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E LECTRON M ICROSCOPY Advantages and disadvantages of TEM Advantages and disadvantages of SEM Introduction Principles of operation of TEM Principles of.

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Presentation on theme: "E LECTRON M ICROSCOPY Advantages and disadvantages of TEM Advantages and disadvantages of SEM Introduction Principles of operation of TEM Principles of."— Presentation transcript:

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2 E LECTRON M ICROSCOPY Advantages and disadvantages of TEM Advantages and disadvantages of SEM Introduction Principles of operation of TEM Principles of operation of SEM Sample preparation for TEM Sample preparation for SEM Investigating micrographs School of Biological Sciences

3 INTRODUCTION With the invention of the light microscope it was discovered that plant and animal tissues were made up of aggregates of individual cells. However, light microscopes are limited to resolution. approximately x1000 magnification and have poor resolution. Therefore not all the internal structures of a cell can be seen with a light microscope. In 1924 a French physicist by the name of de Broglie stated that a beam of electrons should behave in a similar way to a beam of light i.e with wave properties the wavelength should be shorter. Therefore an electron beam should give better resolution.

4 RESOLUTION When there is sufficient light, two points 0.2mm apart or more can be distinguished with the naked eye as being separate points. When this distance is less than 0.2mm, only one point is seen. This distance is called the resolving power (or resolution) of the eye. In other words resolution is the closeness two objects can be in proximity and still be perceived as two separate objects. Can’t see two separate objects Can see two separate objects

5 The invention of the electron gun led to the development of the electron microscope. The metal tungsten filament is heated to about 2500 o C which causes it to release electrons. Due to the large voltage difference between the filament and the anode plate the electrons are forced to flow in the direction of the arrow. The cathode shield increases the electron flow further and concentrates the electrons into a narrow beam. Anode Electron beam Cathode Filament High voltage generator Back to principles of operation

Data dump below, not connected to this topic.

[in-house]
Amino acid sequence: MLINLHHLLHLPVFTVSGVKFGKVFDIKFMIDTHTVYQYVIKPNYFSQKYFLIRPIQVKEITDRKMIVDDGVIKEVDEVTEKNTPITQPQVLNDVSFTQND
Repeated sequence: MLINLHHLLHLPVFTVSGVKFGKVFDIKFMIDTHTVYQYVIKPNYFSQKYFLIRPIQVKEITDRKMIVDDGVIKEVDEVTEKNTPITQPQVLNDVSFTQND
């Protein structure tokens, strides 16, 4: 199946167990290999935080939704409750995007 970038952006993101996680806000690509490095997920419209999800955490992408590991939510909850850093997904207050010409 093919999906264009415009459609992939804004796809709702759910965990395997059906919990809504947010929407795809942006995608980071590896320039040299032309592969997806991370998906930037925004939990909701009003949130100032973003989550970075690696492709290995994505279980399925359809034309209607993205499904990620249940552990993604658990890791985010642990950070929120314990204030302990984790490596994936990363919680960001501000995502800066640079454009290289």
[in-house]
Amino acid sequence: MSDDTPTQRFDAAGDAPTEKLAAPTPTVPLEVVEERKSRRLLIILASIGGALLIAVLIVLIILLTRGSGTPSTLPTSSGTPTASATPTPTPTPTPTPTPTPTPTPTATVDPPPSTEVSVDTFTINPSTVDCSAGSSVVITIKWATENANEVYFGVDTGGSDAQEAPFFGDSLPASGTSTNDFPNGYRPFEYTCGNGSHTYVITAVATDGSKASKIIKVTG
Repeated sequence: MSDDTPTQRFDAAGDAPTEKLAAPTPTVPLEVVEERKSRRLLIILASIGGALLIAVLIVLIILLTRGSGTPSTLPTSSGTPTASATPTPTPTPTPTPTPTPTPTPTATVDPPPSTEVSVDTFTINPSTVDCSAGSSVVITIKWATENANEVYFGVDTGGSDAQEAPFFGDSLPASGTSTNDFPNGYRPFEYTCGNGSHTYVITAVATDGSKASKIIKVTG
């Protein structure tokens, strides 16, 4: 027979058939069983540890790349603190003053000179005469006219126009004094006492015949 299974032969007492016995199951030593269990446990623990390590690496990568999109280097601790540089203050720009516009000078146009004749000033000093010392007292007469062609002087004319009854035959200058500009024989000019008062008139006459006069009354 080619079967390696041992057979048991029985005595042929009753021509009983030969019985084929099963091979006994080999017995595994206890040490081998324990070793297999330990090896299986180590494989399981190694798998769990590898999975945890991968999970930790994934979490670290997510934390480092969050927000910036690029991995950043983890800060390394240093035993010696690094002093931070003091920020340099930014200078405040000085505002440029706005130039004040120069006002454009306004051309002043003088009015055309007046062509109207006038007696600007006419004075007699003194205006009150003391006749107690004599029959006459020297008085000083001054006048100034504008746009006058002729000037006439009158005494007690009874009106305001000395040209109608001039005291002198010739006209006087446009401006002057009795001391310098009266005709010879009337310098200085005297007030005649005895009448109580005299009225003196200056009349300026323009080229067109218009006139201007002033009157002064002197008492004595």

6 TEM TransmissionSEM Scanning TEM produces a high resolution image of the internal structures of cells. TEM uses the electrons that have passed through the specimen to form an image.internal structures Two main types of electron microscopes; SEM produces a three dimensional image of the specimen surface. A beam of electrons scans the whole specimen which then emits low energy, secondary electrons. This technique can be used to study whole cells.three dimensional image

7 When an electron beam strikes a specimen a number of events occur. Electrons are scattered depending on the nature of the material. If the electrons hit a dense array they are scattered out of the main beam and fewer electrons will reach the viewing screen. There is no fluorescence and that area appears dark. If the electrons pass a scarcity of atoms they travel straight through, hitting the viewing screen and causing fluorescence. That area will appear light. The image comes from the arrangement of light and dark patches on the screen.

8 PRINCIPLES OF OPERATION OF TEM Specimen holder Electron gun Projection chamber

9 THE ELECTRON GUN – produces an electron beam. THE COLUMN – uses electromagnetic lenses to control the beam and produce a magnified image IMAGE VIEWING AND RECORDING The image is produced on a fluorescent screen below which a shutter and camera are located. Condenser lens The main components of a TEM are: Objective lens Projector lens Specimen Fluorescent screen Vacuum e e e e ee e e e e e e e e e e e

10 Electrons only behave like light when they are manipulated in vacuum. Therefore the whole column is evacuated since atoms such as O 2 and CO 2 scatter the electrons. ee ee e e e